The situation is reminiscent of what the country faced during the Great Depression nearly 100 years ago. At that time, one of the government’s solutions was to end its 13-year experiment with alcohol prohibition. Today, the very same factors that caused the government to pull the plug on alcohol prohibition should result in the final nail in the coffin of the country’s much longer standing but equally unjust policy of marijuana prohibition.

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Cannabis and COVID-19: Pandemic’s Impact on Legalization and Legislation

By early 2020, marijuana had made tremendous strides toward legalization—for either medicinal or recreational purposes—in most states and even implicit federal recognition in the form of safe-harbor legislation for insurers and banks conducting business with the cannabis sector. But then COVID-19 struck, and progress predictably slowed. Nonetheless, unintended effects of the global pandemic may ultimately usher in a new wave of legalization and protection for marijuana businesses and the insurers and banks who work with them.

Jan. 1 marked the first day of adult-use marijuana sales in Illinois, the latest state to legalize marijuana for adults and the first to provide a comprehensive legal blueprint in the form of legislation that addresses everything from taxation to social justice. In all, at the beginning of 2020, medical marijuana was legal in 33 states, and another 11 had legalized recreational adult use, with several other states—most notably, New York and New Jersey—making a big push to do the same, despite marijuana’s continued illegal status at the federal level.

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Most People In Recreational Marijuana States Believe Legalization Is A Success, Poll Finds

People who live in states that have legalized marijuana for adult use broadly feel that the policy has been a success, according to a new poll.

A majority of people from eight states that were surveyed said the programs are working well. And in Maine, which legalized cannabis in 2016 but still doesn’t have any adult-use retail shops open, people still said the law is more of a success than a failure by a greater than two-to-one plurality.

YouGov asked more than 32,000 people the following question: “In the states that have decided to allow recreational marijuana use, do you think the legislation has been a success or a failure?”

They were given five options: “Success only, more of a success than a failure, more of a failure than a success, failure only or don’t know.”

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Oregon CBD company’s lawsuit claims botched extraction led to legal woes, losses

The Oregon CBD company that beat back felony marijuana charges last year in Linn County is in court again, alleging that a botched extraction job got it into that legal mess and cost it a ton of money.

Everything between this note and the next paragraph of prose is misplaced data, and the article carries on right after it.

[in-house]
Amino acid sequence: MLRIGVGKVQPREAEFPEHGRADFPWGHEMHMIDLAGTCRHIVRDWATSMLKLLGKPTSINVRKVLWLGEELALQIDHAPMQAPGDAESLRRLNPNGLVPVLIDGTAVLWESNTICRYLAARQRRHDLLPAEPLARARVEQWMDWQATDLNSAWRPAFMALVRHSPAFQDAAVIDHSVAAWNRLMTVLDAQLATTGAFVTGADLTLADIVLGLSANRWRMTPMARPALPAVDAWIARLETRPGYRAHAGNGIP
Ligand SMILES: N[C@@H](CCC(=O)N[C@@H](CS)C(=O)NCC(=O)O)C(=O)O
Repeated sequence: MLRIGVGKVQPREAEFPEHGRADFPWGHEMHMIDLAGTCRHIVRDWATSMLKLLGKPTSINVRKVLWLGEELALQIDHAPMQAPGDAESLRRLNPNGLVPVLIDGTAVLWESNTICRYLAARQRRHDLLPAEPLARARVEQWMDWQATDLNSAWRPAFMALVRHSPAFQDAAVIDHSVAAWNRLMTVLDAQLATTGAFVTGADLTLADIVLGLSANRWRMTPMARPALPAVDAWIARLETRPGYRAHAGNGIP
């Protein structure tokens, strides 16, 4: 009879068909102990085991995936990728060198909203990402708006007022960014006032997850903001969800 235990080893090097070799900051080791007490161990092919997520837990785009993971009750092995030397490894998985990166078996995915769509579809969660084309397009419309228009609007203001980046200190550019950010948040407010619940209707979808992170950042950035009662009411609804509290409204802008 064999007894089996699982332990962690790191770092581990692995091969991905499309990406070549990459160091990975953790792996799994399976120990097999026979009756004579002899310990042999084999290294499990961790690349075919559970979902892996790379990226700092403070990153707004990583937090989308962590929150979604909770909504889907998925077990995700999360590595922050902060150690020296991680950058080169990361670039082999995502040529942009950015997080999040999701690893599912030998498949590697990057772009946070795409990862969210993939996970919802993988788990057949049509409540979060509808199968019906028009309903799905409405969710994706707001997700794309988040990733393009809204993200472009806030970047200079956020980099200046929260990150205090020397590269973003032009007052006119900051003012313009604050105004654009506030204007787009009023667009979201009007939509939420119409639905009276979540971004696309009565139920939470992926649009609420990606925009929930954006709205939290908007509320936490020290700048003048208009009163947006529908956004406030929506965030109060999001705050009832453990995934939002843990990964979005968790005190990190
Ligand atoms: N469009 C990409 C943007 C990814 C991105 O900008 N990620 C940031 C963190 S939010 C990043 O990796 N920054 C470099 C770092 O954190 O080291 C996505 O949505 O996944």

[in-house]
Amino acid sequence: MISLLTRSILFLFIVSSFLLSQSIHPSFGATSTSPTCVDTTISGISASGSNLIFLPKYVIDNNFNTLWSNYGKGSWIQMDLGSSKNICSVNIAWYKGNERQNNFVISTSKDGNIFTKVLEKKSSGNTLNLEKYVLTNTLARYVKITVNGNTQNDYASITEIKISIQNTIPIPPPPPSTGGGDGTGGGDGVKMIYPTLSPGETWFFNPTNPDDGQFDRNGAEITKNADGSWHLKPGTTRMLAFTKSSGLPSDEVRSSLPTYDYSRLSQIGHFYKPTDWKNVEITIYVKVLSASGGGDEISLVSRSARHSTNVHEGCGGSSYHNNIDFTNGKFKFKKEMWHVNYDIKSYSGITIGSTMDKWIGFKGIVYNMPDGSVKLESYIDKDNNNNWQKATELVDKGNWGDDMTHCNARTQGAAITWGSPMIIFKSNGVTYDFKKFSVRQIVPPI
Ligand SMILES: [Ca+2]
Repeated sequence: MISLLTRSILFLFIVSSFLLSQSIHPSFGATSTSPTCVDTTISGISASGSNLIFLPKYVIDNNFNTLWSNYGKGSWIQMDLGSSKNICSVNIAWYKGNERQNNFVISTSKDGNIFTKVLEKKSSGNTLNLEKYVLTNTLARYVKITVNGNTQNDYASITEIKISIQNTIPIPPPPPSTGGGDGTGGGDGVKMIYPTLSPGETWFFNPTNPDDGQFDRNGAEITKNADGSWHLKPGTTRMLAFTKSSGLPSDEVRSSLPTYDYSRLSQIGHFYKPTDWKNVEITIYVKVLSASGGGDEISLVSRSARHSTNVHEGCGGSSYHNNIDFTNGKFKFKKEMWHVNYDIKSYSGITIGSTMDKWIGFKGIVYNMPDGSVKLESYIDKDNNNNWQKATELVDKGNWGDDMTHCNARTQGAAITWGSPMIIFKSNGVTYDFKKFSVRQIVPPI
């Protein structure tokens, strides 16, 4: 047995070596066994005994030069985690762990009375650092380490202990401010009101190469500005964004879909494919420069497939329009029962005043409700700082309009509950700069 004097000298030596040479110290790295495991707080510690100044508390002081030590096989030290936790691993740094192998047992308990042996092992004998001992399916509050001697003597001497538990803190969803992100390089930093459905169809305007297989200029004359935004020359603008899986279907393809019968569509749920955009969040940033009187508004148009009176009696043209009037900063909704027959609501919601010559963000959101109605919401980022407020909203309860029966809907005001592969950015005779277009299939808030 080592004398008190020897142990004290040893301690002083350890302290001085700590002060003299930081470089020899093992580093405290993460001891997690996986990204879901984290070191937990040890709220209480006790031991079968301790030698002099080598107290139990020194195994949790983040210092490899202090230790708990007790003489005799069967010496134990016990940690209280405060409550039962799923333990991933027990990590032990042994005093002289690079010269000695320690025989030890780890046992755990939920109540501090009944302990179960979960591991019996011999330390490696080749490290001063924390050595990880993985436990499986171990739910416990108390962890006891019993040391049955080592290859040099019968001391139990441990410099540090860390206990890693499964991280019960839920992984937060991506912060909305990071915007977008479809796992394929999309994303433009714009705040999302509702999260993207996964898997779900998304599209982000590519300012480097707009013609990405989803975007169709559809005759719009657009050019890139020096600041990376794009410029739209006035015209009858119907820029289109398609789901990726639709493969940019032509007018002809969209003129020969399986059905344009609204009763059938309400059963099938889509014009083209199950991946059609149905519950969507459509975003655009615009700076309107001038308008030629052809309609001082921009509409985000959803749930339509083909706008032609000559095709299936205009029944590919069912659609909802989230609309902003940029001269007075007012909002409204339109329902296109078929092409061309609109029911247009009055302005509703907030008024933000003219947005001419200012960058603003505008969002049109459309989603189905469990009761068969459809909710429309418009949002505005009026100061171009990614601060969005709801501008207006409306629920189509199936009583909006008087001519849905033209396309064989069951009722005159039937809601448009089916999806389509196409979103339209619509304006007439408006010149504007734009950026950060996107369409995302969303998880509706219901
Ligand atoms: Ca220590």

Key Compounds LLC is suing Phasex Corp. and its president, claiming the Massachusetts company was negligent and in breach of contract when it allegedly shipped Key Compounds a batch of hemp oil that far exceeded the legal limit for the intoxicating compound THC.

The shipment — its odor, specifically — caught the attention of a UPS employee in Albany. That set off a chain of events that included a law enforcement raid on Key Compounds’ own local extraction facility and felony marijuana charges against CEO Alex Reyter and another employee.

Read the full story at Portland Business Journal.

DMAA ruling has broader implications for botanicals

Eight years ago, U.S. regulators cautioned 1,3-dimethylamylamine was an unlawful ingredient in dietary supplement products.

Several companies received warning letters in 2012 over the then-popular ingredient known simply as DMAA, which FDA described as an “amphetamine derivative” posing health risks that may lead to such cardiovascular problems as arrhythmias, heart attack or shortness of breath.

Todd Harrison, a lawyer in Washington, D.C., who advises clients on FDA regulations, agreed the vast majority of companies that receive warning letters from FDA try to address the agency’s concerns.

“I would say 90% of them do,” he said in an interview.

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Why is Marijuana Legalization Not Covered in Mainstream Media?

One of the things I have said often in speeches and written about is that the best two-word explanation for marijuana prohibition is bad journalism. You’ll hear that again, and again.

There are so many examples of that. Don’t get me started.

I remember, for example, when I was at NORML, there was a really terrible article in The Washington Times which tends to specialize in articles about marijuana in particular. So I called up the reporter and said, “Could I send you some material that contradicts the party line?” She said, “Oh, I’d love to see it, but that, you know, there’s really no point in it. I was just given this assignment. I probably will be writing about it again.” But what I had to do was to call the drug czars office and get them to say something. And that was journalism dealing with marijuana. You know, it doesn’t matter whether it’s true or not. And this went on for decades.

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A State-by-State Breakdown of CBD Laws

When it comes to the legal status of products containing cannabidiol (CBD), much attention has been paid to what’s happening at the federal level. The 2018 Farm Bill legalized the substance with the caveat that the U.S. Food and Drug Administration (FDA) has oversight. The FDA has stated that CBD is not permitted in food, beverages and ingestible products until the agency creates a regulatory pathway for companies to do so—with no timetable of when that might happen.

Even if the FDA OKed ingestible CBD products tomorrow, however, it wouldn’t mean those products would be legal in every state. Each state regulates hemp and CBD differently, creating a patchwork of regulations that’s being tracked by the cannabis site Leafly.

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North Dakota Activists Say Marijuana Legalization Initiative Unlikely In 2020 Due To Coronavirus

North Dakota activists announced on Thursday that they are suspending their campaign put marijuana legalization on the November ballot due to the coronavirus outbreak.

In a Facebook post, Legalize ND said “we are going to have to face a few hard realities going forward” as businesses are shuttering, public events are being cancelled and individuals are encouraged to shelter in place. The pandemic means in-person signature gathering can’t take place, and the state does not allow for alternative signing options such as by mail or online.